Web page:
Star Trek: The Next Generation – Season 1, Episode 20 – “Heart of Glory” – Exploring What it Means to be Klingon

    “Heart of Glory” is our first time seeing the Klingons since the “The Original Series” films and it is from this that we begin to see the people they will become in “The Next Generation” and “Deep Space Nine.” This episode shows a lot of the problems of early TNG though as most of the cast is stilted and acts snobbish or condescending, especially Riker and Picard. This is an overall enjoyable episode, but it is still Season 1 and all the problems that came with that.

The episode was directed by Rob Bowman with teleplay by Maurice Hurley and story by D.C. Fontana and Herbert Wright.

The story follows the Enterprise when they investigate the site of a battle and a damaged freighter in the Neutral Zone.

SPOILERS ahead

The Pros:

The Damaged Freighter – The set of the damaged freighter is fantastic. You have fog and tubes everywhere and sections that only Data can reach or get past. It is dangerous and there is a timer. All of this is handled beautifully and the soundtrack complements the mysterious and dangerous dying ship.

The Soundtrack – The soundtrack is one of the few great parts of season 1 and this episode does a good job with that. The Klingons theme involves war and drums, the ship has this mystery riff in the song and tension is consistent. I wish this had been a through line in all the series.

The Klingons – The Klingons feel like they are becoming the ones we will know later in “Deep Space Nine” and the Klingons from the film. The makeup is similar to the TOS films but we begin to see the more combative honor that would define them in TNG and DS9. Korris played wonderfully played by Vaughn Armstrong is fantastic as a Klingon fanatic who with two others could not grow with the Klingons to finding honor beyond finding war everywhere. He help Worf realize that part of himself though and in him and Konmel you see what Klingon fanatacism looks like in this century.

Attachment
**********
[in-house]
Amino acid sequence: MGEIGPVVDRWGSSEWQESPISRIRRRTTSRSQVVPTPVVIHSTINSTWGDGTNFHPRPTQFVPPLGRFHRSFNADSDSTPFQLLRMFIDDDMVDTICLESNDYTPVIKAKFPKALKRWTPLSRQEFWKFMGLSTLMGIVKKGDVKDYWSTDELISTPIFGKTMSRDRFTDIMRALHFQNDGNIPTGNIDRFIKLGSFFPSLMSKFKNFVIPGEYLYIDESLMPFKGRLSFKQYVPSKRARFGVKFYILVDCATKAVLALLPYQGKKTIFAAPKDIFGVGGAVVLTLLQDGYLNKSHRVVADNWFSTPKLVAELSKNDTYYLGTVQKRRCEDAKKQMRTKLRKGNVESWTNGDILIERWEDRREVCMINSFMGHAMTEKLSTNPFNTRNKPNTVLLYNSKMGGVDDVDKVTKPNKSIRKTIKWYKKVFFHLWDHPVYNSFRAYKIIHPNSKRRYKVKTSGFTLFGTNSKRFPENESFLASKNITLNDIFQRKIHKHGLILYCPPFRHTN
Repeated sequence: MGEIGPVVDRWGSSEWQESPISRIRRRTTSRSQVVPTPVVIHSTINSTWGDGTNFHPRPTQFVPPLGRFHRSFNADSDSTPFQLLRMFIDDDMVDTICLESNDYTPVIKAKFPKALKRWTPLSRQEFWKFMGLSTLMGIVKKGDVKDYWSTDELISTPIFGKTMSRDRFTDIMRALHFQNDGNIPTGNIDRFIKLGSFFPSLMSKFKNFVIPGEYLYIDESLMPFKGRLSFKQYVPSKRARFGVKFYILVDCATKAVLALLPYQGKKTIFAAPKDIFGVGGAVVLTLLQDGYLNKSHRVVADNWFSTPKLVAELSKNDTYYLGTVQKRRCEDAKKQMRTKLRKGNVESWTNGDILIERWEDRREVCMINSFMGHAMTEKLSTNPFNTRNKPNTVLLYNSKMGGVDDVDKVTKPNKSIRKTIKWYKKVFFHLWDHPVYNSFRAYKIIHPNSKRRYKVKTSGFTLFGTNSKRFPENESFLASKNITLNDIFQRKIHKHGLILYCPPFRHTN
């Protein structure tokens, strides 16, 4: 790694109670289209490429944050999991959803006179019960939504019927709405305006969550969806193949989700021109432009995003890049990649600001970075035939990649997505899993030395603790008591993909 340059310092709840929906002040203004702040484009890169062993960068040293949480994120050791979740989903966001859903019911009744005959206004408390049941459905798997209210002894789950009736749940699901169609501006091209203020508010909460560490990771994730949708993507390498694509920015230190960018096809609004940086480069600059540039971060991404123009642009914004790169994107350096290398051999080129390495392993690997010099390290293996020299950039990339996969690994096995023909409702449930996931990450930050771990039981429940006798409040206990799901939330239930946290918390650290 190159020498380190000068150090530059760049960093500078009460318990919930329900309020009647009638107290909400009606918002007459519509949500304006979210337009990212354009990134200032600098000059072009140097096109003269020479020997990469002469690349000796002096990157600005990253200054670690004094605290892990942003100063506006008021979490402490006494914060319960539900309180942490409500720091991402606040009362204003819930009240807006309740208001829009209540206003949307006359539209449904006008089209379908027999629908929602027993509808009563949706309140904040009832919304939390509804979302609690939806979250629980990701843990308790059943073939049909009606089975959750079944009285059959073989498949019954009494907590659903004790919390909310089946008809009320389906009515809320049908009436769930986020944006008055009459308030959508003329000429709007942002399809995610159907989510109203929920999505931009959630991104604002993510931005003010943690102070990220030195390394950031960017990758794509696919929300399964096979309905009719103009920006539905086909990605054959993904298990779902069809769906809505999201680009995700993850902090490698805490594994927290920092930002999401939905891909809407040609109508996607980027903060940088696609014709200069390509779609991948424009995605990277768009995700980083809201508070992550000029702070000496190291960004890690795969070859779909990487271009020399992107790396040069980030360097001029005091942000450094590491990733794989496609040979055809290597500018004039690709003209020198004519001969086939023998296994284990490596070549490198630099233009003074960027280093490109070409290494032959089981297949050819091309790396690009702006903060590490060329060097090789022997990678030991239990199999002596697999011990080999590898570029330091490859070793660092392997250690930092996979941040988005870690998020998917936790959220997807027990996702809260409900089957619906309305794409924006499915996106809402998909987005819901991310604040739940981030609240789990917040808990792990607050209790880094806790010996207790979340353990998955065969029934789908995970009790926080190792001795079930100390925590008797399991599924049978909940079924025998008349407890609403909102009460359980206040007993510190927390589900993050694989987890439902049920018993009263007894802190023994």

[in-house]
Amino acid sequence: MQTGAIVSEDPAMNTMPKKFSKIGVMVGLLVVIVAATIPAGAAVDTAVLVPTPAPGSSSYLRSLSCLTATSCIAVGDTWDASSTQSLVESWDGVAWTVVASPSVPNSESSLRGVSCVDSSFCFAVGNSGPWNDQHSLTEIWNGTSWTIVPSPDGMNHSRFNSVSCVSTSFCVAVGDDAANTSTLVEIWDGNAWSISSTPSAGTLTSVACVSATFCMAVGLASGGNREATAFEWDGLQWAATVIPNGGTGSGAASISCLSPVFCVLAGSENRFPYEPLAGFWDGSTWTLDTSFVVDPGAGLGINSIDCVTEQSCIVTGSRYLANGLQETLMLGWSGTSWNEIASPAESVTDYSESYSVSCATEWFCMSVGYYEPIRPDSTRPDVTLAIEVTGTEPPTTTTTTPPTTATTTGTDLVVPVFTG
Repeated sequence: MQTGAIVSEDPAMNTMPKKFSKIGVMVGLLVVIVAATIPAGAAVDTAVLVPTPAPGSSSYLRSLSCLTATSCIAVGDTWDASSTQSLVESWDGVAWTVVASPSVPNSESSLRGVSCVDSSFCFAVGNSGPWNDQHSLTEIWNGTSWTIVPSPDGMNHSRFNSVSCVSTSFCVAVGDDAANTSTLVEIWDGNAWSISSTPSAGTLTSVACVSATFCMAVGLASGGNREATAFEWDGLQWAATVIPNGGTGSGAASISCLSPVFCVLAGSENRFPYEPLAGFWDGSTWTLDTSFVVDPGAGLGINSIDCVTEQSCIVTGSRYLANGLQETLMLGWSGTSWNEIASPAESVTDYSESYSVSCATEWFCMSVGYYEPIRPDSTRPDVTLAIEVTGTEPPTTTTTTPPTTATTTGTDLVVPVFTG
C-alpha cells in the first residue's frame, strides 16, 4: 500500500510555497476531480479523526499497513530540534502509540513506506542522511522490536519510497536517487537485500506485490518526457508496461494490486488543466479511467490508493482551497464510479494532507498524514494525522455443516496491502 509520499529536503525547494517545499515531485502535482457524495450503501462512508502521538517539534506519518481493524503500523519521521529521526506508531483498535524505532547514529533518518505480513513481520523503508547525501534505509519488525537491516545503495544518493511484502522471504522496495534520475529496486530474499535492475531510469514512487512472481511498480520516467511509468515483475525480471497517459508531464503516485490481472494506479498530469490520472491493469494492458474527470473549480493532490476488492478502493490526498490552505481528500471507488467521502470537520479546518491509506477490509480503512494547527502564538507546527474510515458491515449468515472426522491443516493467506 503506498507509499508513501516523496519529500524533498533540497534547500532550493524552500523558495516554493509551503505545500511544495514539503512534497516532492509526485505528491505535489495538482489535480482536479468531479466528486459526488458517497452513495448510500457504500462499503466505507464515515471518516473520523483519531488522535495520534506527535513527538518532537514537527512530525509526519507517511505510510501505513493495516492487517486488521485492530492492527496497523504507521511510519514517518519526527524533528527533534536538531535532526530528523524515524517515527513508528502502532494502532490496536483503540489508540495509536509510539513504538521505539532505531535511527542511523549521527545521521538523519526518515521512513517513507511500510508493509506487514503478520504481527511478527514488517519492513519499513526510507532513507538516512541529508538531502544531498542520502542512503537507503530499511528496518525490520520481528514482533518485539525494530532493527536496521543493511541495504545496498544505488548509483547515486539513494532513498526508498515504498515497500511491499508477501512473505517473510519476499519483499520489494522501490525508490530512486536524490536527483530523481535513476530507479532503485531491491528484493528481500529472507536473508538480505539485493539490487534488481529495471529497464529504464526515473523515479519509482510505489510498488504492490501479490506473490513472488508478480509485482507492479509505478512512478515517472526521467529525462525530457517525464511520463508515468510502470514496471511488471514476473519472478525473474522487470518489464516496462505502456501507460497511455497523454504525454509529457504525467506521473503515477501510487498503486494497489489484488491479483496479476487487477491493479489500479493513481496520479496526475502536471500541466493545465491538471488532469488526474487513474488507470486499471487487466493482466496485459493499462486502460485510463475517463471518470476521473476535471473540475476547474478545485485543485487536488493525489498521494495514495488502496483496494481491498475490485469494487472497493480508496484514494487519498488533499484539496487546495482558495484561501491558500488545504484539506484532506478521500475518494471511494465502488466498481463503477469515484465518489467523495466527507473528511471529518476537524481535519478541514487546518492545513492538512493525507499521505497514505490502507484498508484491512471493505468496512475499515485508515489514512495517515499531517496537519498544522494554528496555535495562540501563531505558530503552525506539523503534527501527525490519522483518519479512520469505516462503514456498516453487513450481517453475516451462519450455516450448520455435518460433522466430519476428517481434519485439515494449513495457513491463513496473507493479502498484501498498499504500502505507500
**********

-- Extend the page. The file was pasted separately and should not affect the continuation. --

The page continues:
Worf – Worf is great in this. He remains professional and for the first time we get to see him explore his Klingon side. We learn about his adoption by a Federation officer and how he views battle as one of control and an internal battle. This episode really encapsulates what honor means to Worf versus the external honor that Korris and Konmel crave by fighting foes of the Klingon empire. Michael Dorn does a really great job and his scenes with Vaughn Armstrong’s Korris are gold.

The Cons:

Seperate the Saucer Section Obsession – The saucer section is immediately suggested when the crew is off to go to the place of a battle. This strikes me as such a waste and also that we never see the saucer section used well. There is an obsession with the battle station throughout the episode that leads nowhere.

Captain Picard – Picard spends a good few minutes exoticizing Geordie’s eyes when he is seeing from them. He even says, “I feel I understand him now.” If I was Geordie in this I’d feel so used and talked down to. He is an experiment and we never get his perspective beyond his eyes it is all Picard’s perspective and voice. This was peak cringe season 1 of “The Next Generation.” We see this again when he questions Worf’s loyalty on multiple occasions. It is awful.

This is one of the few episodes in Season 1 that works on some level. The Klingon stuff is all good but it is brought down by how awful the human characters act. This is an episode that truly could have been great if Riker and Picard had acted with some level of empathy towards those around them. Their stilted disconnect that Tasha Yar demonstrates at one point as well just illustrated how poorly nearly all the people were written. The Klingons deserved and a better episode.

Final Score: 7.5 / 10 Enjoyable and carried by cool sets, soundtrack and all the Klingon characters.

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